Research by CNR’s Institute of Clinical Physiology, University of Padua and Flinders University has revealed how socio-economic factors can influence the risk of problem gambling among European adolescents. The study reports that 20% of young people are at high risk and that boys are three times more exposed than their peers. Denmark and Romania have respectively the lowest (12%) and highest (30%) percentages of the phenomenon. Italy is above the European average with around 24%. The role of family and social policies is positive. The research was published in Addiction
Rome, March 24, 2022 – Research conducted by the Institute of Clinical Physiology of the National Research Council (Cnr-Ifc), the Department of Developmental and Social Psychology of the University of Padua (Unipd) and the Australia’s Flinders University, studied how individual, social and contextual factors are associated with an increased risk for European adolescents of problem gambling (video game use), i.e. excessive use of video games that can endanger health and promote school dropout and ailments. The study was published in the journal Addiction.
The research analyzed data from the 2019 ESPAD (European School Survey Project on Alcohol and Other Drugs) study, regarding the gambling behaviors of 89,000 adolescents aged 15-16 living in 30 European countries.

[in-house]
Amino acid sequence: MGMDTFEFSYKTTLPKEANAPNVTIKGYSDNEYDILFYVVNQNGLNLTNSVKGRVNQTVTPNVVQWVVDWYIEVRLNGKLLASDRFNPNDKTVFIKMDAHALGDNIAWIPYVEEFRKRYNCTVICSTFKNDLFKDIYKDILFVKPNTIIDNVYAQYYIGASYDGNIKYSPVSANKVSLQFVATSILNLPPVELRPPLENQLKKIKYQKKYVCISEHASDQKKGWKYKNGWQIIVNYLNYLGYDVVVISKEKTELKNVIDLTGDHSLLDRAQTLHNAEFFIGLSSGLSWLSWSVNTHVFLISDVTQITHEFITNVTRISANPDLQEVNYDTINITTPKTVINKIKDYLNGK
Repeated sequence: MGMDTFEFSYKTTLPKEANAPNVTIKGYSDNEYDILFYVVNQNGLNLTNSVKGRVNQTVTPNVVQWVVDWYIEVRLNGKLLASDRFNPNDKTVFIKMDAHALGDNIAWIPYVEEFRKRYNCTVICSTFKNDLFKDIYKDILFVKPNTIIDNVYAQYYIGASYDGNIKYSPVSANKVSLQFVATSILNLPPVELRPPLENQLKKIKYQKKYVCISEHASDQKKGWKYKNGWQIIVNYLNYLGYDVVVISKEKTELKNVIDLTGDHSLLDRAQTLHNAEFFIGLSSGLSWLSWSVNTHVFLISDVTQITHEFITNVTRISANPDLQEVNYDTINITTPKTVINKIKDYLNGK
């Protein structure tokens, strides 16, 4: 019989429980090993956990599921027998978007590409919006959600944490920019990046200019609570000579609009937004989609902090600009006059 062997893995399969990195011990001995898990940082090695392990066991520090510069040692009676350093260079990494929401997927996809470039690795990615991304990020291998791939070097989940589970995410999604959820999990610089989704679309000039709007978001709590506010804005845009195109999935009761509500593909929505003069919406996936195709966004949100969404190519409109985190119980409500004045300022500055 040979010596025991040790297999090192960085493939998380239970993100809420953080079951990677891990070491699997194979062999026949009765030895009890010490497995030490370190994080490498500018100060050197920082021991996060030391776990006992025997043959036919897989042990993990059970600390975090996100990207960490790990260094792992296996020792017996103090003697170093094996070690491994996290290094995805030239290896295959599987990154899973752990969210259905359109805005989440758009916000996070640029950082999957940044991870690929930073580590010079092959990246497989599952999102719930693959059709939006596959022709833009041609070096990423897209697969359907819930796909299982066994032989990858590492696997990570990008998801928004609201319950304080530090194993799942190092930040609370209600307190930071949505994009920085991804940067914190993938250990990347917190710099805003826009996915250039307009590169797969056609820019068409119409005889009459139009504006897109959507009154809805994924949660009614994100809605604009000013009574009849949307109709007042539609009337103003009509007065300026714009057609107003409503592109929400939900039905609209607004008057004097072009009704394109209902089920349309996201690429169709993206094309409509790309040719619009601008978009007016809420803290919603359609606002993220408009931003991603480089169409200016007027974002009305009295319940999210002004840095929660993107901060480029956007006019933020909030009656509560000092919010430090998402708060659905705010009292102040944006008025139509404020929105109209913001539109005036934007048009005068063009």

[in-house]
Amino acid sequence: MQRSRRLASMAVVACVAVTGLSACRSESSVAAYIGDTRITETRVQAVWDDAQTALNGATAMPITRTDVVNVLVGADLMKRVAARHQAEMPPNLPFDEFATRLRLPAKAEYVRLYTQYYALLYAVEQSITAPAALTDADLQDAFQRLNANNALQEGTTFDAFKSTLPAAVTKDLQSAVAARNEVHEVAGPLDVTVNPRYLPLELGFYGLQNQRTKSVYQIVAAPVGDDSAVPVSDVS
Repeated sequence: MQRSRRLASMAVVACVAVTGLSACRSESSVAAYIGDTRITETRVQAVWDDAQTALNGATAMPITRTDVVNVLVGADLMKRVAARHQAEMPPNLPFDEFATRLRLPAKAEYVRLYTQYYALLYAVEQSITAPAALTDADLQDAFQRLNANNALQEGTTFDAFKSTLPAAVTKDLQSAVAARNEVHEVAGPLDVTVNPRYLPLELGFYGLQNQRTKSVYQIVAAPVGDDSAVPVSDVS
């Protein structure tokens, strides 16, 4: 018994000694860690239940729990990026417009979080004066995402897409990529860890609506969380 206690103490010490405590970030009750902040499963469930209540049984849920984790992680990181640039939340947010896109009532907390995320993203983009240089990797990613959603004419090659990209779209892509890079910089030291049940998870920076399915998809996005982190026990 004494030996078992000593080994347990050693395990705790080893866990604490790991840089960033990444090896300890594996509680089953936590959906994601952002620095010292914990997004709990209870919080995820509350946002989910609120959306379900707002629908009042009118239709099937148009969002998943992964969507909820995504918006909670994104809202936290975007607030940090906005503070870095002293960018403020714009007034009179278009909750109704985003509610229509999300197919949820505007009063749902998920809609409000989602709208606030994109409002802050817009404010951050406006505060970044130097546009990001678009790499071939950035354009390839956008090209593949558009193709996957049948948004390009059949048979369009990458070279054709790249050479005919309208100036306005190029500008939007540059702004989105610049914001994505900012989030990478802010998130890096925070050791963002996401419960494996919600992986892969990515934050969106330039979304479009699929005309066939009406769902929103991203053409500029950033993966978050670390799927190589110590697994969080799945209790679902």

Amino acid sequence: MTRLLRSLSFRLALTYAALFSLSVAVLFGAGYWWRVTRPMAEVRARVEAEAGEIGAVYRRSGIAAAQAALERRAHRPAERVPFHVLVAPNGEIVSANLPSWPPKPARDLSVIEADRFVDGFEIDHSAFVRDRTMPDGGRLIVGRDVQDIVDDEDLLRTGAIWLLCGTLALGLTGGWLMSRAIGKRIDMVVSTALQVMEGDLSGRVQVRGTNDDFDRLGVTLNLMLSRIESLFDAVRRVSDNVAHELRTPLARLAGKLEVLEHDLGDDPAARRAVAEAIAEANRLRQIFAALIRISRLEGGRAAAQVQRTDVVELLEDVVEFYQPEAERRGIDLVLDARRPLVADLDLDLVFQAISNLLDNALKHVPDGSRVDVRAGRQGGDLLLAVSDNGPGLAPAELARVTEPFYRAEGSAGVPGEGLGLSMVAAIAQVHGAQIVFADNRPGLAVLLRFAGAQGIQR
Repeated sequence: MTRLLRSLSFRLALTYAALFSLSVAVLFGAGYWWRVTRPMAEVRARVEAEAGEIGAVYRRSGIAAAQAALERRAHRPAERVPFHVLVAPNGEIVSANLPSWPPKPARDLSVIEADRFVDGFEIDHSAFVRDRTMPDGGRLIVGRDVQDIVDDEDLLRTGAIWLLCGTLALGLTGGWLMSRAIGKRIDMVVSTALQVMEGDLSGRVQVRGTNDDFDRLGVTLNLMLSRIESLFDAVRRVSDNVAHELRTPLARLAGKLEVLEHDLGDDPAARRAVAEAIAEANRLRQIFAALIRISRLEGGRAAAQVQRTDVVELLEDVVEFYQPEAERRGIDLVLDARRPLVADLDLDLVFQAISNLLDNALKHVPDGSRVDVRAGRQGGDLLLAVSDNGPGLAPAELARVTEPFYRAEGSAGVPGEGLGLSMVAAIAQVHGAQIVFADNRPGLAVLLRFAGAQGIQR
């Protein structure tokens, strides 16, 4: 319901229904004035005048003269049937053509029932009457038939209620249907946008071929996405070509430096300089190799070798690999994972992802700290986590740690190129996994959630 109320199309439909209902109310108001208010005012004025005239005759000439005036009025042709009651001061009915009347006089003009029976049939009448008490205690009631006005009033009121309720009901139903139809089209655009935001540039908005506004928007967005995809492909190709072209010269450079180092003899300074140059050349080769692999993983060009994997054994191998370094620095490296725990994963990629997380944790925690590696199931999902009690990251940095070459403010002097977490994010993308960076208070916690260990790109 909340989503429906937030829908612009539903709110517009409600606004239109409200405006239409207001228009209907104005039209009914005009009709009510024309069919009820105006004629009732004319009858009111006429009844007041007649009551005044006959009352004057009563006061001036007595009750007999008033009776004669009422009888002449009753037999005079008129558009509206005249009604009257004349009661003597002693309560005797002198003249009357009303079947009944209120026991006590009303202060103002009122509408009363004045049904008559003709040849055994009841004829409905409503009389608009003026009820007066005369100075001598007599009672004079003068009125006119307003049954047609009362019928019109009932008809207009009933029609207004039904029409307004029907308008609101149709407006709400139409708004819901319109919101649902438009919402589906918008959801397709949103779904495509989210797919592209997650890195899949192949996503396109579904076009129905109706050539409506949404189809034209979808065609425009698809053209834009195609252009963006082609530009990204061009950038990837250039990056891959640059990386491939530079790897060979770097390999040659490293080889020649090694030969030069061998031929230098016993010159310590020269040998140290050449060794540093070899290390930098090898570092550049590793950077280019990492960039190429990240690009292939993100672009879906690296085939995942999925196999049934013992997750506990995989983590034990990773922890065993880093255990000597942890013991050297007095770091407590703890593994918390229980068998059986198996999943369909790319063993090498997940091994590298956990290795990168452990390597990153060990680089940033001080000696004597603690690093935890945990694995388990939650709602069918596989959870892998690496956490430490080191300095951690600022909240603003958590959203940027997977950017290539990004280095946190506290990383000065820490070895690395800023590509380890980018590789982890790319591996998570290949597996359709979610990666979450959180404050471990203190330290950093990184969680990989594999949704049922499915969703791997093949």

“We found that one in five children in Europe is at high risk for problem gambling (around 20%). The exposure of boys (30.8%) to the phenomenon is three times higher than that of girls (9.4%). It also appeared that adolescents residing in Denmark report the lowest levels of problem gambling (12%), while those in Romania report a greater perception of problems related to the use of video games (30.2%) – explains Sabrina Molinaro, researcher at the Cnr. -Ifc and study coordinator – The percentage of Italian students at high risk of problem gambling (23.9%) is higher than the European average, with more boys (34%) perceiving negative consequences related to gambling than girls (12.8%)”.
Family history and national policies can reduce the likelihood that adolescents will experience problematic video game use. “Research indicates how the presence of parental rules and family emotional support protects adolescence from excessive and distorted use of video games – concludes Alessio Vieno, professor Unipd – Finally, the risk of problem gambling is greater in the States where economic inequalities are greater, while it is lower in countries where there is investment in public health policies, such as tax benefits for families”.
Research seems to confirm the centrality of emotional support from the family in preventing the phenomenon and the importance of social protection policies, through which greater economic support can improve the quality of the parent-child relationship and provide resources for alternative recreational activities for healthy adolescent development.